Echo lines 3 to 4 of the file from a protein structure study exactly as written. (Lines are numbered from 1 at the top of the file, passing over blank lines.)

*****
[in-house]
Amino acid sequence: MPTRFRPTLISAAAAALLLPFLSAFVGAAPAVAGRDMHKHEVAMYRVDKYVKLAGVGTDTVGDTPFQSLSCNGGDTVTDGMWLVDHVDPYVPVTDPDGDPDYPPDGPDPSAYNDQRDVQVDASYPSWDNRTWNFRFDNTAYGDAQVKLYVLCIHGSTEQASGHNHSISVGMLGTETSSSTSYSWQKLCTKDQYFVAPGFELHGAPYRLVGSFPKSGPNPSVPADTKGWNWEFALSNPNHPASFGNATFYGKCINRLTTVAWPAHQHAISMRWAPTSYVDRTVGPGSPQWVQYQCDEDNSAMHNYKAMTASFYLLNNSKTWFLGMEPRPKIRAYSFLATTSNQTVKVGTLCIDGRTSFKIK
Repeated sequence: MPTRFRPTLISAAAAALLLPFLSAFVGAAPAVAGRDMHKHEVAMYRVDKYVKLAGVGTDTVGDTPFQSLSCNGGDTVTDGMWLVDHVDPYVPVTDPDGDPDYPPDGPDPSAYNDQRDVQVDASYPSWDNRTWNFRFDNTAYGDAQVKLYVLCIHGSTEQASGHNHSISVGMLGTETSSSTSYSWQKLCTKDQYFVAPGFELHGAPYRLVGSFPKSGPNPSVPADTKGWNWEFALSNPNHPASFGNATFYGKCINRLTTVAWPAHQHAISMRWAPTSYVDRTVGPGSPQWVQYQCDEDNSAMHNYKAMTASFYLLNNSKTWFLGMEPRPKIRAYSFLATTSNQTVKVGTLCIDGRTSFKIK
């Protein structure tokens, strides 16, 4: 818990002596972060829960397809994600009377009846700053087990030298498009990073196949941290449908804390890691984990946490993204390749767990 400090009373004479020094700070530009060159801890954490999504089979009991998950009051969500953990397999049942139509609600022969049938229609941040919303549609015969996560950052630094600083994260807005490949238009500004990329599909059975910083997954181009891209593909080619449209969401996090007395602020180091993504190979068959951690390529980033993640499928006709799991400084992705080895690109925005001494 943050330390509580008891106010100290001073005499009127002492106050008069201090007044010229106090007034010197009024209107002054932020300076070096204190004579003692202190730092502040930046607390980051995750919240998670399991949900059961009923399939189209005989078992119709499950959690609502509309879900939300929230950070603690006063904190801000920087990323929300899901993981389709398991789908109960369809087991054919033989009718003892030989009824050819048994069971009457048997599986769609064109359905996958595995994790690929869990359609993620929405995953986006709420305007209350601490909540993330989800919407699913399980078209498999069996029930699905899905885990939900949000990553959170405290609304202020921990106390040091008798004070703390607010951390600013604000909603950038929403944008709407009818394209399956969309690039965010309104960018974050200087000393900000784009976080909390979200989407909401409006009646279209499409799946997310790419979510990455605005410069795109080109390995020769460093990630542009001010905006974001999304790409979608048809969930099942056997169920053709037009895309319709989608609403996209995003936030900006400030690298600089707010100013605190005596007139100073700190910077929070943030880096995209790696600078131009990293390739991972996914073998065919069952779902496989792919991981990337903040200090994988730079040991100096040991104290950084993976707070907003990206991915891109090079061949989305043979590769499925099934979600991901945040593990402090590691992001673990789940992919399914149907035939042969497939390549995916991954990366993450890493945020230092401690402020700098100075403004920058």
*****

Repeated sequence: MPTRFRPTLISAAAAALLLPFLSAFVGAAPAVAGRDMHKHEVAMYRVDKYVKLAGVGTDTVGDTPFQSLSCNGGDTVTDGMWLVDHVDPYVPVTDPDGDPDYPPDGPDPSAYNDQRDVQVDASYPSWDNRTWNFRFDNTAYGDAQVKLYVLCIHGSTEQASGHNHSISVGMLGTETSSSTSYSWQKLCTKDQYFVAPGFELHGAPYRLVGSFPKSGPNPSVPADTKGWNWEFALSNPNHPASFGNATFYGKCINRLTTVAWPAHQHAISMRWAPTSYVDRTVGPGSPQWVQYQCDEDNSAMHNYKAMTASFYLLNNSKTWFLGMEPRPKIRAYSFLATTSNQTVKVGTLCIDGRTSFKIK
């Protein structure tokens, strides 16, 4: 818990002596972060829960397809994600009377009846700053087990030298498009990073196949941290449908804390890691984990946490993204390749767990 400090009373004479020094700070530009060159801890954490999504089979009991998950009051969500953990397999049942139509609600022969049938229609941040919303549609015969996560950052630094600083994260807005490949238009500004990329599909059975910083997954181009891209593909080619449209969401996090007395602020180091993504190979068959951690390529980033993640499928006709799991400084992705080895690109925005001494 943050330390509580008891106010100290001073005499009127002492106050008069201090007044010229106090007034010197009024209107002054932020300076070096204190004579003692202190730092502040930046607390980051995750919240998670399991949900059961009923399939189209005989078992119709499950959690609502509309879900939300929230950070603690006063904190801000920087990323929300899901993981389709398991789908109960369809087991054919033989009718003892030989009824050819048994069971009457048997599986769609064109359905996958595995994790690929869990359609993620929405995953986006709420305007209350601490909540993330989800919407699913399980078209498999069996029930699905899905885990939900949000990553959170405290609304202020921990106390040091008798004070703390607010951390600013604000909603950038929403944008709407009818394209399956969309690039965010309104960018974050200087000393900000784009976080909390979200989407909401409006009646279209499409799946997310790419979510990455605005410069795109080109390995020769460093990630542009001010905006974001999304790409979608048809969930099942056997169920053709037009895309319709989608609403996209995003936030900006400030690298600089707010100013605190005596007139100073700190910077929070943030880096995209790696600078131009990293390739991972996914073998065919069952779902496989792919991981990337903040200090994988730079040991100096040991104290950084993976707070907003990206991915891109090079061949989305043979590769499925099934979600991901945040593990402090590691992001673990789940992919399914149907035939042969497939390549995916991954990366993450890493945020230092401690402020700098100075403004920058």